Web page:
There ends the matter. No other personal law was codified until 1986 when the Muslim women ( Protection of Rights on Divorce) Act was passed by the Rajiv Gandhi Government which was perceived as an action for appeasement of the Muslims for votes.

In the meantime, the High Courts and the Supreme Court of India, through various rulings struk down some of the provisions of the Personal Laws and made them more progressive and in accordance with the spirit of the Constitution of India. The process, albeit slowly, inching forward towards a Uniform Civil Code.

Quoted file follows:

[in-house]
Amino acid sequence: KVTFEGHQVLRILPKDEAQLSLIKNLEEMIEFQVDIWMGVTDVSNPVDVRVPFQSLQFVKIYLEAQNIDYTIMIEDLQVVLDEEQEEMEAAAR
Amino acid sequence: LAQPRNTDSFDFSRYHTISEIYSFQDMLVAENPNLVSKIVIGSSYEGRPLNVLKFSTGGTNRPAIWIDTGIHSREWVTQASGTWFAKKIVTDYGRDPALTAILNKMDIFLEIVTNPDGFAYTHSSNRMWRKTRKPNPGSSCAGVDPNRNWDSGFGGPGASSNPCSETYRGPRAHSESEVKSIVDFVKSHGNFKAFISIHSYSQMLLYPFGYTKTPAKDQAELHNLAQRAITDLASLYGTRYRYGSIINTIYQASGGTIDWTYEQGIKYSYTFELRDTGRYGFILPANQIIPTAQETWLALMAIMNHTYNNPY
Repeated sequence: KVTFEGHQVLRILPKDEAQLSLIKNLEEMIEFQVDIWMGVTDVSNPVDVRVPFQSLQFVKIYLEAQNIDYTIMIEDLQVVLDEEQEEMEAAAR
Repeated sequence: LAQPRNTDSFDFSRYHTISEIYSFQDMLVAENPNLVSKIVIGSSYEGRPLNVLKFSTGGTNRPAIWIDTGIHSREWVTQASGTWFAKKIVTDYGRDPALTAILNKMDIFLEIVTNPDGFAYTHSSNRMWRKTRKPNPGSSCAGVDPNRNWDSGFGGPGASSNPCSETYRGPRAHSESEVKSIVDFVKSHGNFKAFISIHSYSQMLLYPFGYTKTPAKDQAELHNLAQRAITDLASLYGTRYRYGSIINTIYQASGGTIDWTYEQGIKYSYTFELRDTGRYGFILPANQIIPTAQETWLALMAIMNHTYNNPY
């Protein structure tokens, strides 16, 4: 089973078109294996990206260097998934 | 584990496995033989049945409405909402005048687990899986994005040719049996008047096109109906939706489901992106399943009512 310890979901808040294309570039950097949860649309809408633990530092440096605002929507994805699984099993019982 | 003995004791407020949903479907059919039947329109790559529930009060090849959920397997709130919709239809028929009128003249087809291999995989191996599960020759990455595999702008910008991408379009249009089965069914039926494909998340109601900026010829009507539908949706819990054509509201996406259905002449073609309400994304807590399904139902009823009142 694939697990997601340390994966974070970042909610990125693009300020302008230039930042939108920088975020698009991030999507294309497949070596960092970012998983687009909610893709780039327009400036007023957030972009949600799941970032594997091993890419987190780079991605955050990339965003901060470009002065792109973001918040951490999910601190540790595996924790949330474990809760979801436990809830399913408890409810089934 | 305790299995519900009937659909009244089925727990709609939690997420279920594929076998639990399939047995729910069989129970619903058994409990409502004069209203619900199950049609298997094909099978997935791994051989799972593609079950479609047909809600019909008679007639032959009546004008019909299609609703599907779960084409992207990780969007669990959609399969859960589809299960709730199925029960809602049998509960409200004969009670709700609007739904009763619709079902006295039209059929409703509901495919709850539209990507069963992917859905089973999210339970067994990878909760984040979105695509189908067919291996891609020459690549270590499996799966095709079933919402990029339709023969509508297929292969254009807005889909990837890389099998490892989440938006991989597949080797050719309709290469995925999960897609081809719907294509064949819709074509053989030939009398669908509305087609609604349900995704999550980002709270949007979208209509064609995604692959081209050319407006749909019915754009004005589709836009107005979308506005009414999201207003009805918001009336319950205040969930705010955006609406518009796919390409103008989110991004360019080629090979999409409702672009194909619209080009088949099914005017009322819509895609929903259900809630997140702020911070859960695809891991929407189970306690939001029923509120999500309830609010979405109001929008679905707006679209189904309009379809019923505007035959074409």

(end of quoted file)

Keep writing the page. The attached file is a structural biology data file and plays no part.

But the politics prevents us to realize this national dream of a Uniform Civil Code in a fast pace. It is dangerous. The Uniform Civil Code would be beneficial for the women and children of the minorities, but how can they believe the riotous proponents for this law who kill their women and children during communal riots. Inner religious uniformity has been achieved after a long battle by codifying the Personal Laws, and Inter religious uniformity of law has already been achieved in almost all the laws except in marriage and succession, and it could also be achieved in totality in due course, but not right now when the nation is pregnant with communalism. (EOM)